"Many people believe you can either hold a high view of Scripture or affirm gay relationships, but not both. Matthew Vines proves them wrong. Provocative and relentlessly Bible-focused, God and the Gay Christian offers hope and insight for Christians who have felt conflicted on matters of sexuality." (Justin Lee, author of Torn: Rescuing the Gospel from the Gays-vs.-Christians Debate)

"A must-read for all Christians, but especially parents. Matthew Vines brings great insight and wisdom to the conversation so urgently needed by today’s church. God and the Gay Christian has the information I was searching for when my son, Tyler Clementi, came out to me. This book will have a great impact on families, freeing parents of misunderstandings about their LGBT children while letting them hold securely to their faith." (Jane Clementi, cofounder of The Tyler Clementi Foundation)

What listeners say about God and the Gay Christian

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Radical Opiniated and Revolutionary

The text opens by proposing its objective and main argument. it leads into a breakdown of the validity and efficacy of said argument. The book is ideal in that it provides structured arguments that need to be further examined and tested for reliability. The problem is that much like Matthew there are few who have taken the time to carefully consider what the implications of this change maybe. It is of my opinion that Matthew's V perspective is stubborn and selective but yet a farcry for a conversation too important to ignore. Allow this book to guide you in your pursuit for truth and God himself. Most importantly may all things be done in the holy spirit and for the service and glorification of God the Father.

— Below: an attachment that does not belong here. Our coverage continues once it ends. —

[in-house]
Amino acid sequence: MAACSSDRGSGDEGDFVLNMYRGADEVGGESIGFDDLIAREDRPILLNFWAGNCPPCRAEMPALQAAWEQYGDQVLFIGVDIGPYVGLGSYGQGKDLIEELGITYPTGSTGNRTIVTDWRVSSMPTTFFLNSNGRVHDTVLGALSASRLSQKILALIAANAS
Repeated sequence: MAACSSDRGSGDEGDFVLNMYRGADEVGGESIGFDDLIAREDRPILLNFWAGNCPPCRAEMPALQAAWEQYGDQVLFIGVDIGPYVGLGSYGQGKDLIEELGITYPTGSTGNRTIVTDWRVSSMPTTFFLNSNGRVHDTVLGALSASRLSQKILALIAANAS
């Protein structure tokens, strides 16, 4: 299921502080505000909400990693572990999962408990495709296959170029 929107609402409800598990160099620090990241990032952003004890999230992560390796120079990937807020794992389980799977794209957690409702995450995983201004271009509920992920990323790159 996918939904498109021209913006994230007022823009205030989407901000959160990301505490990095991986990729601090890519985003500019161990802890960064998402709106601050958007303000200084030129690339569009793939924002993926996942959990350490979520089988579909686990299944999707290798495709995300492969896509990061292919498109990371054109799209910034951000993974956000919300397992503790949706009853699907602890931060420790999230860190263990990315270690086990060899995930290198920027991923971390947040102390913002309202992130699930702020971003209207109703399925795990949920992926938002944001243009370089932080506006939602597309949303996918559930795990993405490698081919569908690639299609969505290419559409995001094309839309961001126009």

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A graceful, accessible look at an important topic.

This book is perfect for anyone wanting to think critically about the topic of homosexuality from a Christian perspective. Matthew Vines shares from his own experience, with more grace and humility than I would be able to manage. It’s a great way to explore the topic, and a great book to share with family to open a dialogue. Highly recommended!!
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  • Kindle Customer
  • 2019-12-09

"Trading the Gospel for modern, unbiblical catagori"